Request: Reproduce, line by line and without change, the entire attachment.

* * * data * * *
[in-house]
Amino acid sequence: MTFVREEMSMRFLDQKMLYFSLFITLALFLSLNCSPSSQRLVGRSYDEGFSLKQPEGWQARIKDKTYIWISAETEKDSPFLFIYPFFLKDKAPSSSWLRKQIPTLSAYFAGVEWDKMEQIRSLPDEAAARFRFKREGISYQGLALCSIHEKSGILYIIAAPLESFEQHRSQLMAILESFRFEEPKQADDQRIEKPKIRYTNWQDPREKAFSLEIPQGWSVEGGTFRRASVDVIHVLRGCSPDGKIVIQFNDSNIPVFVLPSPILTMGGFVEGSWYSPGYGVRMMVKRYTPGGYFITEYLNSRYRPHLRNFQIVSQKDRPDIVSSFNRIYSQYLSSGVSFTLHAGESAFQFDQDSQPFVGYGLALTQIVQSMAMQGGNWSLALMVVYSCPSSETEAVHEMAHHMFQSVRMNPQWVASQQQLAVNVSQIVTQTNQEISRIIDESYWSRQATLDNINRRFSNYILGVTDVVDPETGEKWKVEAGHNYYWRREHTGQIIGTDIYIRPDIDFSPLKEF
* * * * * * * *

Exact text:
[in-house]
Amino acid sequence: MTFVREEMSMRFLDQKMLYFSLFITLALFLSLNCSPSSQRLVGRSYDEGFSLKQPEGWQARIKDKTYIWISAETEKDSPFLFIYPFFLKDKAPSSSWLRKQIPTLSAYFAGVEWDKMEQIRSLPDEAAARFRFKREGISYQGLALCSIHEKSGILYIIAAPLESFEQHRSQLMAILESFRFEEPKQADDQRIEKPKIRYTNWQDPREKAFSLEIPQGWSVEGGTFRRASVDVIHVLRGCSPDGKIVIQFNDSNIPVFVLPSPILTMGGFVEGSWYSPGYGVRMMVKRYTPGGYFITEYLNSRYRPHLRNFQIVSQKDRPDIVSSFNRIYSQYLSSGVSFTLHAGESAFQFDQDSQPFVGYGLALTQIVQSMAMQGGNWSLALMVVYSCPSSETEAVHEMAHHMFQSVRMNPQWVASQQQLAVNVSQIVTQTNQEISRIIDESYWSRQATLDNINRRFSNYILGVTDVVDPETGEKWKVEAGHNYYWRREHTGQIIGTDIYIRPDIDFSPLKEF